Below, I am going to show my setup to install node and python. I do use ASDF to handle more runtimes (like deno, terraform, rust, go, and some PBS resources, but I thought it was getting a bit repetitive.) Below, let’s install Node!

$ asdf plugin add nodejs
$ asdf list all nodejs 16
$ asdf install nodejs 16.3.0
$ asdf global nodejs 16.3.0

Above, I install the nodejs plugin for ASDF. You can tell ASDF where to install the plugin from; in this case, we are using ASDF’s version found here. I then use the list all nodejs 16 command to search for all versions of node v16 that ASDF knows about. The install nodejs 16.3.0 installs the latest v16 version of node. The global nodejs 16.3.0 command sets my system’s global node to the v16.3.0 version. This updates a file ~/.tool-versions to show this:

$ cat ~/.tool-versions
nodejs 16.3.0
$ node --version

Amazing. We are now using ASDF to control our version of Node on our Ubuntu VM! Python is a little more complicated. We will have to make sure we have the requirements the plugin requires. Each plugin is a little different; I give the README a good scan to make sure I understand what we have to do. Python is also a little different because I often switch between two versions of python. This shows us a good example on how to manage different versions of a runtime.

$ sudo apt-get update
$ sudo apt-get install make libssl-dev build-essential zlib1g-dev libbz2-dev libreadline-dev libsqlite3-dev wget llvm libncursesw5-dev xz-utils tk-dev libxml2-dev libxmlsec1-dev libffi-dev liblzma-dev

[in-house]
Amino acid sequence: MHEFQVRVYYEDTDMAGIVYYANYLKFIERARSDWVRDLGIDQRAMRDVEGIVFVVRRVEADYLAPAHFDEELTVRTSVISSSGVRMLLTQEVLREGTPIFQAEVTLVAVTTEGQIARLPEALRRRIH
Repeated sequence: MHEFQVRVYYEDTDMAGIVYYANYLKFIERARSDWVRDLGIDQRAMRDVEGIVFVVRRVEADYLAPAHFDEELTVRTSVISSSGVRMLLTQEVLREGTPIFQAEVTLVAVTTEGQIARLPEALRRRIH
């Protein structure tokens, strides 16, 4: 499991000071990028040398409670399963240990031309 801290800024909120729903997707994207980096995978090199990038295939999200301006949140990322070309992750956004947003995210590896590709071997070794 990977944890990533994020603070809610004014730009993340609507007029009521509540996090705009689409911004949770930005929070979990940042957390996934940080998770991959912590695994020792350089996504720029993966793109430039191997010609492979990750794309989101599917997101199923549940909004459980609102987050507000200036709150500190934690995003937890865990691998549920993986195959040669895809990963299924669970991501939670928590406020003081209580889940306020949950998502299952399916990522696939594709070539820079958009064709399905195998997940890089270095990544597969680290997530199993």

$ asdf install python 3.8.12
$ asdf install python 3.10.1
$ asdf global python 3.10.1

Above you can see that we need to install a few more packages for Ubuntu. This plugin uses python-build behind the scenes and we’re actually building Python from scratch here. Once we install the needed packages, we use ASDF in add the specific 3.8 version of python I need. Lastly we install the latest version of python to use everywhere else. The global python 3.10.1 command ensures that. Again, let’s take a look at our ~/.tool-versions file to confirm:

$ cat ~/.tool-versions
python 3.10.1
nodejs 16.3.0
$ python --version
Python 3.10.1

There we have it! Both the python and node runtimes installed and managed by ASDF. Remember how I need python 3.8.12 for a specific project. ASDF has this covered for us too! We can use a local .tool-versions file to override any global versions of that runtime. It’s pretty seamless, cd into that specific project and ASDF changes my python runtime from 3.10.1 to 3.8.12. This is also super helpful when dealing with rust as there are a few features of the nightly build I still like to use, but prefer to try rust stable first.


There you have it. This is how I go about setting up ASDF on a fresh instance of Ubuntu for the Windows Subsystem for Linux. I realize that this is useful for people using Linux too, but I am a huge fan of where WSL2 is going and am excited to keep trying to use it as a developer. As always, if you want to connect and discuss this post, find me on Twitter! Hope this blog post helps you get up-and-running with ASDF.